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In this article we use an example from November 2012 to help explain an interesting relationship between the cost of gold lease rates and the spot gold price, and how this might be used for trading gold online.
When the lease rates for gold are reduced sharply over a 2 or 3 day period the price of gold tends to also drops quickly – what’s really interesting is that the gold sell-off takes place a day or two after the reduction in the lease rates and therefore it is possible to use these sharp lease rate reductions as forward indicators of price action.
After a number of failed attempts to break through $1734 throughout November, gold finally punched its way through on the 23rd, triggering many technical buys as traders foresaw prices rising back towards the $1785-$1795 level. It came as a surprise to most of us when the price stalled out around $1755 and then fell away sharply on the 27th back down to $1700 and, later, to $1683.
So what caused the price to drop so suddenly?
Central banks lease their gold to provide liquidity. The Central bank will lease their gold to a bullion bank at the agreed GLR for a set duration (1, 3, 6 or 12 months) – the bullion bank uses the gold to create a profit by selling the gold and using the money to invest in something which yields higher returns, using these returns to pay off the lease costs on the gold.
Since 2008, it is normal for the 1-month GLR to be negative and, quite often, the 3-month GLR falls below zero too. In effect, the Central bank is paying the bullion bank to take their gold – this might sound strange, but as the value of physical gold has shot up in recent years so has the cost of things like insurance and storage and so it makes sense for someone else to be bearing these costs whilst you effectively still retain the asset.
If, for whatever reason, the GLR is suddenly and dramatically cut a flood of selling (and therefore drop in the price of gold) takes place as the bullion banks take advantage of the lower leasing rates to “acquire” more gold to sell so as to raise more capital to invest in higher yield securities and thus increase their profits.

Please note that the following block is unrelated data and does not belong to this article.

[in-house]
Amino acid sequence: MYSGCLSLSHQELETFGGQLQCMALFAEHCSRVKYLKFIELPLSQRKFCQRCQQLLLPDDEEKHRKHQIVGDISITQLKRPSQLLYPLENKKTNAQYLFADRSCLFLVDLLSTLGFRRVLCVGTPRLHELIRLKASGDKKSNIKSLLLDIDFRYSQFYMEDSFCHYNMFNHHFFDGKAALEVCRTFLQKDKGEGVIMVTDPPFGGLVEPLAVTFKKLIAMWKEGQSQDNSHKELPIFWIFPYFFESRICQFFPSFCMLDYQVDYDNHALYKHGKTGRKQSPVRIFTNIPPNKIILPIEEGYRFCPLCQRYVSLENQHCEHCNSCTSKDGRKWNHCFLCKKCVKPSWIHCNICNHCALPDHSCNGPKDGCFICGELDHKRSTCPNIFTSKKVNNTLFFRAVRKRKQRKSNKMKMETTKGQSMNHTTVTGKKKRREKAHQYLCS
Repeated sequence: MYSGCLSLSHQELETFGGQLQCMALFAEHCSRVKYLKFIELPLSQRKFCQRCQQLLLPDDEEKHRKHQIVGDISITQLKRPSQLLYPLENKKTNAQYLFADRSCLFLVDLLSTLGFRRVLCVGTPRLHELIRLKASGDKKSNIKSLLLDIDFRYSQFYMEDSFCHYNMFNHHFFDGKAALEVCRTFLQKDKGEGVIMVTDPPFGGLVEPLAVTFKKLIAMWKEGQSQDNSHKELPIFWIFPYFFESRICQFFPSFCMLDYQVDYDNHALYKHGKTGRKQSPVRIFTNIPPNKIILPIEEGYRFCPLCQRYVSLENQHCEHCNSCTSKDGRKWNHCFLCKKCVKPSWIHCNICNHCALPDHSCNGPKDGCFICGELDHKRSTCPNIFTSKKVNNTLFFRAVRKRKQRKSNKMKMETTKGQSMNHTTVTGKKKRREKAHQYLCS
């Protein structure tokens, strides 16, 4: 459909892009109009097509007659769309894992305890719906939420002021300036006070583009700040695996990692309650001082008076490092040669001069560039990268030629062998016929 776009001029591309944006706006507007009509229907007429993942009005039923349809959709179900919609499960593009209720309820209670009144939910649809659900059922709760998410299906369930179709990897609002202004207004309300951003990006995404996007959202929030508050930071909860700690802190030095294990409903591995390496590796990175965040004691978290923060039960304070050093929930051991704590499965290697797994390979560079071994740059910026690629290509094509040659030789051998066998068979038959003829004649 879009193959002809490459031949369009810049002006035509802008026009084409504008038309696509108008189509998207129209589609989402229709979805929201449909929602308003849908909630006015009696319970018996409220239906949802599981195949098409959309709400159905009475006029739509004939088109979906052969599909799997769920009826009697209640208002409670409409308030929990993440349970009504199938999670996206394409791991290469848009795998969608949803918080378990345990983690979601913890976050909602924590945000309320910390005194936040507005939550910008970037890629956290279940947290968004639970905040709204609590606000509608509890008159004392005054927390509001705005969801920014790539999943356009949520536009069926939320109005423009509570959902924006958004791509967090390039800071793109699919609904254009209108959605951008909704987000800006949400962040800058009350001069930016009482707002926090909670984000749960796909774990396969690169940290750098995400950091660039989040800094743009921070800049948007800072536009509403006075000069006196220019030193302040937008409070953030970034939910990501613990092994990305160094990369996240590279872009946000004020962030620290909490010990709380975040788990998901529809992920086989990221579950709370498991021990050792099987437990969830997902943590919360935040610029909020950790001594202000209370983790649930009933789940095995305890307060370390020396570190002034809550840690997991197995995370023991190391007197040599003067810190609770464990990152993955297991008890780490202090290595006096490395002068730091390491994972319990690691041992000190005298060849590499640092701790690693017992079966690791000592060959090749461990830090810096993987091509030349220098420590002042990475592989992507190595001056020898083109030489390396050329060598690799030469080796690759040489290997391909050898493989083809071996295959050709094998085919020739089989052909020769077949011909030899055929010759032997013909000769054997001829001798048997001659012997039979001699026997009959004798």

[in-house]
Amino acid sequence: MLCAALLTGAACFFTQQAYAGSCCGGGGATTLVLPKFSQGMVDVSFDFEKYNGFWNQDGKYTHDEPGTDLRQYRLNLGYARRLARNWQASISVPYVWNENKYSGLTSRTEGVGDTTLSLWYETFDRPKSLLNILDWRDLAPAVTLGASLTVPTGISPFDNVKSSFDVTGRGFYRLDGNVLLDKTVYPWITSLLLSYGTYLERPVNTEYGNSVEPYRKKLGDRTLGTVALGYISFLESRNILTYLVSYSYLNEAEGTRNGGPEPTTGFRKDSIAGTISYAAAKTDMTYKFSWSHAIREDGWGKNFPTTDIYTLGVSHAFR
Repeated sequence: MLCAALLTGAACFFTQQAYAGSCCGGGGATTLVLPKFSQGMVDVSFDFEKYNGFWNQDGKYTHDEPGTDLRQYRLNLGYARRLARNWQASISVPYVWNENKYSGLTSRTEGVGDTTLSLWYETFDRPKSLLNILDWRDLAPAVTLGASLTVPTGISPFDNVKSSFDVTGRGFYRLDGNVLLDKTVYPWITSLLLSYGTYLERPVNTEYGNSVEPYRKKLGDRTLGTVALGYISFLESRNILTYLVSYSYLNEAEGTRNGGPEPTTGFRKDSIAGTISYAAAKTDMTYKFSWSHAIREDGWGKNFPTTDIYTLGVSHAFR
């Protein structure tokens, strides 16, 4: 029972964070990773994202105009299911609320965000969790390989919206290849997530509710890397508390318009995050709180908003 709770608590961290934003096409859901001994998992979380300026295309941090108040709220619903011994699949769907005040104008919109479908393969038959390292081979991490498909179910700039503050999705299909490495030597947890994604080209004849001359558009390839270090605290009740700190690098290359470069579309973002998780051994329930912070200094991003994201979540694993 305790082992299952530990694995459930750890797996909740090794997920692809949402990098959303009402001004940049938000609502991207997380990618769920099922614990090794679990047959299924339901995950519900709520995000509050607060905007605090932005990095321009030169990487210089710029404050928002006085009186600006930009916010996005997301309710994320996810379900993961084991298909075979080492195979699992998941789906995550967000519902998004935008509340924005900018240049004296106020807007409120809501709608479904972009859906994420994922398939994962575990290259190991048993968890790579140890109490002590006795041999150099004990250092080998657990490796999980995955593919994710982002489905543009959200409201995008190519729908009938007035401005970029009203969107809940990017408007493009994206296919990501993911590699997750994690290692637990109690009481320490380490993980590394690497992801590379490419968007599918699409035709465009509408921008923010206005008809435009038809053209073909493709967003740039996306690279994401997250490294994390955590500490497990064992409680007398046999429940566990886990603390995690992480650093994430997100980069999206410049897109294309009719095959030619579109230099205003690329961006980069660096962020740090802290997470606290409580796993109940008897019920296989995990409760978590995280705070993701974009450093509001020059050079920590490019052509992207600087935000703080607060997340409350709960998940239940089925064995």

We’ll leave it to you to surmise the different reasons why these sharp drops in the GLR take place – as we said previously, we are not conspiracy theorists. What we do know is that, between 23rd November and 26th November 2012 the 1, 3, 6 & 12-month GLRs fell quite sharply and that this was followed on the 27th by an unexpected fall in the gold price from $1749 to a low of $1684 over the next 5 days. By the 27th the GLRs had returned to their pre-fall levels, but gold nose-dived $65 against the trend.
This can be seen with even greater clarity in September 2011 and December 2011 when you look at the chart below:
Can we trade using this information?
There is clear evidence that a sharp fall of the GLR precedes a sharp fall in the gold price by a day or two on numerous occasions and so this can be used to help make trading decisions – if you see this pattern emerging you have to question whether it is wise to take a long position.
The GLR is dynamic and affected by many different factors as it is a derivative of LIBOR and GOFO – it is always changing and therefore basing all trading decisions on whether it is rising or falling would be unwise.
From our analysis there is no direct correlation between the GLR and the price of gold per-se – but when a sharp fall of the GLR is sustained over 2 or 3 days it looks like a good time to go short!
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You can get a 30-day historical view of the Gold Lease Rate at www.kitco.com and longer-term charts are available at www.sharelynx.com